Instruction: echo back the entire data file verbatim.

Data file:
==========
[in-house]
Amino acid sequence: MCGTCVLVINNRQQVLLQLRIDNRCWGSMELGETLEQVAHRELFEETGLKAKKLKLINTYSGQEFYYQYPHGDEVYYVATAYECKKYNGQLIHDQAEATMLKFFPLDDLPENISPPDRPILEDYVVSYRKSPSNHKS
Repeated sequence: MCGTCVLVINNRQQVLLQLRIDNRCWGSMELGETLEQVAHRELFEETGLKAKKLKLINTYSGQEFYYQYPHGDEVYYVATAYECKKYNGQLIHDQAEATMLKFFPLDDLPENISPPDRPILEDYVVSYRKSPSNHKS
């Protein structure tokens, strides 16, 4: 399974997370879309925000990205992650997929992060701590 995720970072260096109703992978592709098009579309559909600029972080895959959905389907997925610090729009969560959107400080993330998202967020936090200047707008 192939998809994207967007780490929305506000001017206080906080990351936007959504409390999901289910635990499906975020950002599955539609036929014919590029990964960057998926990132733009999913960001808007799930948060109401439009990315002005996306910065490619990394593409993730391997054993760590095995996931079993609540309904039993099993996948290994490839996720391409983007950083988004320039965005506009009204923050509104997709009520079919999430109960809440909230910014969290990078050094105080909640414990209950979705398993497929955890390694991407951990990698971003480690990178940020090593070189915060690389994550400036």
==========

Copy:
[in-house]
Amino acid sequence: MCGTCVLVINNRQQVLLQLRIDNRCWGSMELGETLEQVAHRELFEETGLKAKKLKLINTYSGQEFYYQYPHGDEVYYVATAYECKKYNGQLIHDQAEATMLKFFPLDDLPENISPPDRPILEDYVVSYRKSPSNHKS
Repeated sequence: MCGTCVLVINNRQQVLLQLRIDNRCWGSMELGETLEQVAHRELFEETGLKAKKLKLINTYSGQEFYYQYPHGDEVYYVATAYECKKYNGQLIHDQAEATMLKFFPLDDLPENISPPDRPILEDYVVSYRKSPSNHKS
């Protein structure tokens, strides 16, 4: 399974997370879309925000990205992650997929992060701590 995720970072260096109703992978592709098009579309559909600029972080895959959905389907997925610090729009969560959107400080993330998202967020936090200047707008 192939998809994207967007780490929305506000001017206080906080990351936007959504409390999901289910635990499906975020950002599955539609036929014919590029990964960057998926990132733009999913960001808007799930948060109401439009990315002005996306910065490619990394593409993730391997054993760590095995996931079993609540309904039993099993996948290994490839996720391409983007950083988004320039965005506009009204923050509104997709009520079919999430109960809440909230910014969290990078050094105080909640414990209950979705398993497929955890390694991407951990990698971003480690990178940020090593070189915060690389994550400036």